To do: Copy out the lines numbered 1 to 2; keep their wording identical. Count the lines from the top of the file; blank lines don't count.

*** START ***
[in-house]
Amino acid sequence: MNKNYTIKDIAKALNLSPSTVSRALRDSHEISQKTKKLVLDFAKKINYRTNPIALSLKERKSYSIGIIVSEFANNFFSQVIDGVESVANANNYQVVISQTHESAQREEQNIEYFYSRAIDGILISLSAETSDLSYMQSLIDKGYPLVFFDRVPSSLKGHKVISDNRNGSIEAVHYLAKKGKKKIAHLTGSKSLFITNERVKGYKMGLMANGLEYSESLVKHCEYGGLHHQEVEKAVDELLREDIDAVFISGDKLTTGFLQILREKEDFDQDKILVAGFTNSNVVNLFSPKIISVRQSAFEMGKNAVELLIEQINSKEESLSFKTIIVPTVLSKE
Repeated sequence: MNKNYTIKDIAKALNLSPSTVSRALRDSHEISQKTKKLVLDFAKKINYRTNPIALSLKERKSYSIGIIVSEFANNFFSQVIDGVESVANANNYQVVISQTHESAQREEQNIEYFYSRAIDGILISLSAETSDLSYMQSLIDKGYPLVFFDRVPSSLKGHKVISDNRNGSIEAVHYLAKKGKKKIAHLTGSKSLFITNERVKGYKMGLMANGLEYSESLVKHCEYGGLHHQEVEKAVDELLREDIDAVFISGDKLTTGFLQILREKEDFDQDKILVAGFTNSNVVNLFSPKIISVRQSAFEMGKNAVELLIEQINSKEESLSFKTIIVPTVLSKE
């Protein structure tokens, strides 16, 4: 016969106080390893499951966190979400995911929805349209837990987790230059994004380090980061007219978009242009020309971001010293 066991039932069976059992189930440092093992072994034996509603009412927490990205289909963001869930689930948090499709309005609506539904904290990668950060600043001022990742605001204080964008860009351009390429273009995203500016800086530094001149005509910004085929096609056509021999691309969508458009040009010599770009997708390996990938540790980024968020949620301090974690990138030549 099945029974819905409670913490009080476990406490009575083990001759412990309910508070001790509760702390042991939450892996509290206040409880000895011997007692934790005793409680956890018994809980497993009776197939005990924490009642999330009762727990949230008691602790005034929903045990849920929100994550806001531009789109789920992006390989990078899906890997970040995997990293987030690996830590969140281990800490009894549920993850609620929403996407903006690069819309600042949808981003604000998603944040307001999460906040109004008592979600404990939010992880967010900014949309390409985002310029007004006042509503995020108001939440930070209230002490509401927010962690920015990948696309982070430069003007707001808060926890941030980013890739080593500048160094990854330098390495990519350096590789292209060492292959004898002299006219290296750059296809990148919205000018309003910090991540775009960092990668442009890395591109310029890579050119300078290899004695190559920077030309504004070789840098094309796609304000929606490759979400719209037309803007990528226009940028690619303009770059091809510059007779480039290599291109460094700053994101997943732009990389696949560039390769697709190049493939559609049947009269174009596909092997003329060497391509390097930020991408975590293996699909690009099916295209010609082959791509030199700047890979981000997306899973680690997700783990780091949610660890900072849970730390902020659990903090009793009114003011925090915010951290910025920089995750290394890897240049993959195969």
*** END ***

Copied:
[in-house]
Amino acid sequence: MNKNYTIKDIAKALNLSPSTVSRALRDSHEISQKTKKLVLDFAKKINYRTNPIALSLKERKSYSIGIIVSEFANNFFSQVIDGVESVANANNYQVVISQTHESAQREEQNIEYFYSRAIDGILISLSAETSDLSYMQSLIDKGYPLVFFDRVPSSLKGHKVISDNRNGSIEAVHYLAKKGKKKIAHLTGSKSLFITNERVKGYKMGLMANGLEYSESLVKHCEYGGLHHQEVEKAVDELLREDIDAVFISGDKLTTGFLQILREKEDFDQDKILVAGFTNSNVVNLFSPKIISVRQSAFEMGKNAVELLIEQINSKEESLSFKTIIVPTVLSKE